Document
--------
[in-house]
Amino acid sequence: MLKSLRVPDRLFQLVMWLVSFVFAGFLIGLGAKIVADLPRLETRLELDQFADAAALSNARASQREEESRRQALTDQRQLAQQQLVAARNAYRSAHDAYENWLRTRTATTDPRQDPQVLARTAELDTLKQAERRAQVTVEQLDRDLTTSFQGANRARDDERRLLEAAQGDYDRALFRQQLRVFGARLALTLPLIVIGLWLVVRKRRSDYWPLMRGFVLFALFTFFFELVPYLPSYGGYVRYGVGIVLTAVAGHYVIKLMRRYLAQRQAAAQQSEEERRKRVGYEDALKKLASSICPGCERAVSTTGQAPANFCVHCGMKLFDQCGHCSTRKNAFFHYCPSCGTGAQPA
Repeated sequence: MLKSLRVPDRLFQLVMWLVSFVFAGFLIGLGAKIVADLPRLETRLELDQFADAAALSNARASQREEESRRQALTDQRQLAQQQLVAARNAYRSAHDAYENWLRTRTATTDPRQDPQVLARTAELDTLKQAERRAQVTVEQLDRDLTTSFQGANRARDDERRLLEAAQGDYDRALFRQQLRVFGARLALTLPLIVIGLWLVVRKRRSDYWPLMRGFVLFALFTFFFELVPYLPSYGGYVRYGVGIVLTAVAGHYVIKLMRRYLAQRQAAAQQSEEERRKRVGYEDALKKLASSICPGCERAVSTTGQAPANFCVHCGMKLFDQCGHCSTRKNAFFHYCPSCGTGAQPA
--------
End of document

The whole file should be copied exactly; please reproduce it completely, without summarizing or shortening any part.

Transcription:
[in-house]
Amino acid sequence: MLKSLRVPDRLFQLVMWLVSFVFAGFLIGLGAKIVADLPRLETRLELDQFADAAALSNARASQREEESRRQALTDQRQLAQQQLVAARNAYRSAHDAYENWLRTRTATTDPRQDPQVLARTAELDTLKQAERRAQVTVEQLDRDLTTSFQGANRARDDERRLLEAAQGDYDRALFRQQLRVFGARLALTLPLIVIGLWLVVRKRRSDYWPLMRGFVLFALFTFFFELVPYLPSYGGYVRYGVGIVLTAVAGHYVIKLMRRYLAQRQAAAQQSEEERRKRVGYEDALKKLASSICPGCERAVSTTGQAPANFCVHCGMKLFDQCGHCSTRKNAFFHYCPSCGTGAQPA
Repeated sequence: MLKSLRVPDRLFQLVMWLVSFVFAGFLIGLGAKIVADLPRLETRLELDQFADAAALSNARASQREEESRRQALTDQRQLAQQQLVAARNAYRSAHDAYENWLRTRTATTDPRQDPQVLARTAELDTLKQAERRAQVTVEQLDRDLTTSFQGANRARDDERRLLEAAQGDYDRALFRQQLRVFGARLALTLPLIVIGLWLVVRKRRSDYWPLMRGFVLFALFTFFFELVPYLPSYGGYVRYGVGIVLTAVAGHYVIKLMRRYLAQRQAAAQQSEEERRKRVGYEDALKKLASSICPGCERAVSTTGQAPANFCVHCGMKLFDQCGHCSTRKNAFFHYCPSCGTGAQPA